Three days after setting his nets out in the Strait of Georgia between B.C.’s mainland and Vancouver Island, Josh Young headed back home to Pender Harbour. The herring he was expecting to catch were nowhere to be found.
“I will be honest… the stocks I saw this year weren’t the healthiest year I’ve ever seen,” Young said. “We didn’t catch our entire quota.”
Young wasn’t alone. When the season opened March 3 for boats equipped with seine nets, they scooped up their fill of the silver foot-long fish in 48 hours. By the time Young and hundreds of others using gillnets arrived on March 5, the fish seemed to have disappeared.
Normally, it takes just days for the quota to be filled. But when the season was finally closed on March 28, the total catch was just over 4,000 tons, a little more than half of what the Department of Fisheries and Oceans (DFO) had set for a quota.
“It was a different year,” Young said stoically.
The result appears to have surprised the department, too. DFO tries to manage the herring stocks using surveillance from the air, sonar soundings and even divers in the water doing surveys. It then co-ordinates the season opening with when the herring arrive to spawn.
That’s because it’s the roe that fishermen like Young are after. It’s highly prized in the Japanese market.
After the roe is removed from the females, the fish are ground up for pet food, or feed for fish farms.
Ahead of this most recent season, DFO estimated there were over 70,000 tons of herring in the Strait of Georgia. In the past, the total allowable catch has been set at 20 per cent of the estimate. But because stock assessments over the past few years suggest declining numbers, federal Fisheries Minister Joyce Murray slashed the quota to just 10 per cent.
Commercial fishermen still couldn’t fill it.
That startles conservationists like Grant Scott. A former commercial fisherman, he believes the empty nets are a clear sign that Pacific herring are on the verge of collapse.
“It’s a disaster,” Scott said from his home on Hornby Island. “Not so much for the fisheries, but the whole environment.”
Calls for moratorium
Herring are a critical forage fish for larger species like salmon and whales.
Scott chairs Conservancy Hornby Island, one of a number of groups that have been calling for a moratorium on all commercial herring fishing for several years.
“We’ve been really pushing for a herring recovery program, which is to do the science, leave the fish alone for five years, let the stocks rebuild and provide money to the fishermen to phase out of the industry,” Scott said, acknowledging people will be be hurt by a complete closure of a lucrative fishery.
But just how much it will hurt may be a matter of perspective. The most recent figures released by the B.C. government show the value of all herring exports has been declining for years, dropping from $36.2 million in 2018 to $28.6 million in 2020. Most of that comes from roe sales to Japan, although China also buys a lot of B.C. herring.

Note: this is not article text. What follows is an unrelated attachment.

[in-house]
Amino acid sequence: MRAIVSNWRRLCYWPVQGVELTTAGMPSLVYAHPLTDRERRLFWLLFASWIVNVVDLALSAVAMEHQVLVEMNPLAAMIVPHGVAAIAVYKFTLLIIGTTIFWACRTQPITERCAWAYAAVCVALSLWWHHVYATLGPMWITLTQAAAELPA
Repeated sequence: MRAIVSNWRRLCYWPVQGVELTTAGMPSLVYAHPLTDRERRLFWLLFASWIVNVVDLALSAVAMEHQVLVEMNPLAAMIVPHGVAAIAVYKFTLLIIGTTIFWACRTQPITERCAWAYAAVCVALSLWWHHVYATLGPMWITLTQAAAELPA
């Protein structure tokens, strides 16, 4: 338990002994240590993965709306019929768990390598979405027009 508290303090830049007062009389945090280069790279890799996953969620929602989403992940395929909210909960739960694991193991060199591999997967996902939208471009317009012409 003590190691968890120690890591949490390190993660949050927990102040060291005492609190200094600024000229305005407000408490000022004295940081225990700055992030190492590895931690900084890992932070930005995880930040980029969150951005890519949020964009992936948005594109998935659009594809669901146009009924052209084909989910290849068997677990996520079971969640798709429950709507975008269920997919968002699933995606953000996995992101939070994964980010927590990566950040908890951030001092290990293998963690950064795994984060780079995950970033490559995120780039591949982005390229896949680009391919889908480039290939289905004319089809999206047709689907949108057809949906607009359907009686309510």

Emmie Page, a campaigner with the group Pacific Wild, suggests forgoing the fishery is a relatively small economic concession to ensure the future of a species.
“A moratorium reducing that fishing pressure completely for a couple of years takes away one of the factors that could impact the health of the stock and allows them to recover.”
Last December, the federal government appeared to be listening to environmental groups when it shut down four of the five areas where commercial herring fishing is allowed off B.C.’s coast, leaving just the Strait of Georgia open.
Industry spokesperson Rob Morley wasn’t one of those applauding.
“The fact that the minister shut down fisheries in our view was a poor decision,” Morley said from the office of the Herring Research and Conservation Society in North Vancouver. “It’s not based on stock status or in the science.”
Industry says there’s no cause for worry
Morley says B.C.’s herring industry isn’t just about roe. He says it’s worth closer to $40 million a year when food and bait sales and value to processors is included. He also says there’s no cause for alarm.
“You don’t determine how many fish are there by how many fish are caught,” he insisted.
The explanation for what happened to the herring this year may be buried in survey data that DFO says won’t be analyzed and made public for months. It’s possible that DFO got its estimates wrong, or that the herring largely finished spawning and left the area before fishermen like Josh Young arrived with their nets.
CBC’s questions to the department about its findings have gone unanswered. A spokesperson for Minister Murray issued a statement to CBC that reads the same as previous statements on the health of herring stocks.
In it, Murray acknowledges that the “stocks are in a fragile state.”
Young says he cares about the herring, too — over the past 30 years, it has helped him raise his family. He bristles at being portrayed as the “greedy fisherman” who’d “kill every last one of them.”
He says a moratorium is premature without the science to support it.